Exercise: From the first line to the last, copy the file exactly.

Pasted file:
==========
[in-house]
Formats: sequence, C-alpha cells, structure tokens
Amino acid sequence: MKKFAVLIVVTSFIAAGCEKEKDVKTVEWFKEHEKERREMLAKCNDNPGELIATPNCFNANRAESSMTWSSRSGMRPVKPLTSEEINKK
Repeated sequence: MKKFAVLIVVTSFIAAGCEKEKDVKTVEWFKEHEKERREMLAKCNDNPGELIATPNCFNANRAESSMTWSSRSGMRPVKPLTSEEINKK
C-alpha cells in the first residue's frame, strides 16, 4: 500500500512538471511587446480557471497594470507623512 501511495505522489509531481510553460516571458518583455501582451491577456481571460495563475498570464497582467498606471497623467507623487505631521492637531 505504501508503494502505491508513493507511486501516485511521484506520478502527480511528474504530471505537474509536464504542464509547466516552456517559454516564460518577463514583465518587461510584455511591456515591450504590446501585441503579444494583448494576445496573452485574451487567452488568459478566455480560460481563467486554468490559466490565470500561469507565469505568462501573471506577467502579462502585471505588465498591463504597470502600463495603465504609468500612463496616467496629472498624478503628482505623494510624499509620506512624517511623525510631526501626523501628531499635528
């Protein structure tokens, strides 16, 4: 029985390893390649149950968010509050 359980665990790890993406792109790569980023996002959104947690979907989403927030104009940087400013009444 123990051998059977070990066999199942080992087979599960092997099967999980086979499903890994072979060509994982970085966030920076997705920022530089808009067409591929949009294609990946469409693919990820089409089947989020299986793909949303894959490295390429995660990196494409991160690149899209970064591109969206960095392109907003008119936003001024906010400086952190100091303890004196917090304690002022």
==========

[in-house]
Formats: sequence, C-alpha cells, structure tokens
Amino acid sequence: MKKFAVLIVVTSFIAAGCEKEKDVKTVEWFKEHEKERREMLAKCNDNPGELIATPNCFNANRAESSMTWSSRSGMRPVKPLTSEEINKK
Repeated sequence: MKKFAVLIVVTSFIAAGCEKEKDVKTVEWFKEHEKERREMLAKCNDNPGELIATPNCFNANRAESSMTWSSRSGMRPVKPLTSEEINKK
C-alpha cells in the first residue's frame, strides 16, 4: 500500500512538471511587446480557471497594470507623512 501511495505522489509531481510553460516571458518583455501582451491577456481571460495563475498570464497582467498606471497623467507623487505631521492637531 505504501508503494502505491508513493507511486501516485511521484506520478502527480511528474504530471505537474509536464504542464509547466516552456517559454516564460518577463514583465518587461510584455511591456515591450504590446501585441503579444494583448494576445496573452485574451487567452488568459478566455480560460481563467486554468490559466490565470500561469507565469505568462501573471506577467502579462502585471505588465498591463504597470502600463495603465504609468500612463496616467496629472498624478503628482505623494510624499509620506512624517511623525510631526501626523501628531499635528
């Protein structure tokens, strides 16, 4: 029985390893390649149950968010509050 359980665990790890993406792109790569980023996002959104947690979907989403927030104009940087400013009444 123990051998059977070990066999199942080992087979599960092997099967999980086979499903890994072979060509994982970085966030920076997705920022530089808009067409591929949009294609990946469409693919990820089409089947989020299986793909949303894959490295390429995660990196494409991160690149899209970064591109969206960095392109907003008119936003001024906010400086952190100091303890004196917090304690002022």